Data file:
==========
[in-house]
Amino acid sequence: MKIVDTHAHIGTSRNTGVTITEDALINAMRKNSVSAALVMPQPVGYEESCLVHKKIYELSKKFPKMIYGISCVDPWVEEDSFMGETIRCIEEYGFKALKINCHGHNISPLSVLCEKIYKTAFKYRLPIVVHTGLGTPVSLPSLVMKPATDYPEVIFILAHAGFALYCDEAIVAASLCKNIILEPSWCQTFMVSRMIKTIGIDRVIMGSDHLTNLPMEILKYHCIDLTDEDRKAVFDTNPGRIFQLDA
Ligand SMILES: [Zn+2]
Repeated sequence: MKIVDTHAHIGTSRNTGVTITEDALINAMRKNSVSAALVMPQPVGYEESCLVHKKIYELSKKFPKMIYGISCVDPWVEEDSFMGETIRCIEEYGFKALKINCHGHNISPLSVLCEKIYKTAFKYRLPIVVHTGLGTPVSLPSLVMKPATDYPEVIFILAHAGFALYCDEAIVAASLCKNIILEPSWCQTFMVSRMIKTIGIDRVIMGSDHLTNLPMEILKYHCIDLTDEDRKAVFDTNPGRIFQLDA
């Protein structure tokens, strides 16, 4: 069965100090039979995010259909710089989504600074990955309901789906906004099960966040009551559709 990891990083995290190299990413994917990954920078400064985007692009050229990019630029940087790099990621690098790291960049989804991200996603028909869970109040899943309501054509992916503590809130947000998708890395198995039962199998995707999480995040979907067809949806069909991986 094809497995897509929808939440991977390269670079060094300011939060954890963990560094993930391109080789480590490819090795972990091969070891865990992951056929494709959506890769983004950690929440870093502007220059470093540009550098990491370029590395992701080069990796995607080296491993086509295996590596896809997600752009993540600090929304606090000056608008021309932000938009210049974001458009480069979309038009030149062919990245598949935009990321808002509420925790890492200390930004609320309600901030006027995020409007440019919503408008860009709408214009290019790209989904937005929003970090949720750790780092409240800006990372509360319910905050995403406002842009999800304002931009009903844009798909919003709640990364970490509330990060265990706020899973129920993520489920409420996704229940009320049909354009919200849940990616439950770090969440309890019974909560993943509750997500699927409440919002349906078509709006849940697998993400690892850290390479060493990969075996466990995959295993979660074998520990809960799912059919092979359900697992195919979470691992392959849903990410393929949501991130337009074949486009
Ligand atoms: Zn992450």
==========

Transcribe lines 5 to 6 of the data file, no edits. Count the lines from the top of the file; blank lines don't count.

């Protein structure tokens, strides 16, 4: 069965100090039979995010259909710089989504600074990955309901789906906004099960966040009551559709 990891990083995290190299990413994917990954920078400064985007692009050229990019630029940087790099990621690098790291960049989804991200996603028909869970109040899943309501054509992916503590809130947000998708890395198995039962199998995707999480995040979907067809949806069909991986 094809497995897509929808939440991977390269670079060094300011939060954890963990560094993930391109080789480590490819090795972990091969070891865990992951056929494709959506890769983004950690929440870093502007220059470093540009550098990491370029590395992701080069990796995607080296491993086509295996590596896809997600752009993540600090929304606090000056608008021309932000938009210049974001458009480069979309038009030149062919990245598949935009990321808002509420925790890492200390930004609320309600901030006027995020409007440019919503408008860009709408214009290019790209989904937005929003970090949720750790780092409240800006990372509360319910905050995403406002842009999800304002931009009903844009798909919003709640990364970490509330990060265990706020899973129920993520489920409420996704229940009320049909354009919200849940990616439950770090969440309890019974909560993943509750997500699927409440919002349906078509709006849940697998993400690892850290390479060493990969075996466990995959295993979660074998520990809960799912059919092979359900697992195919979470691992392959849903990410393929949501991130337009074949486009
Ligand atoms: Zn992450």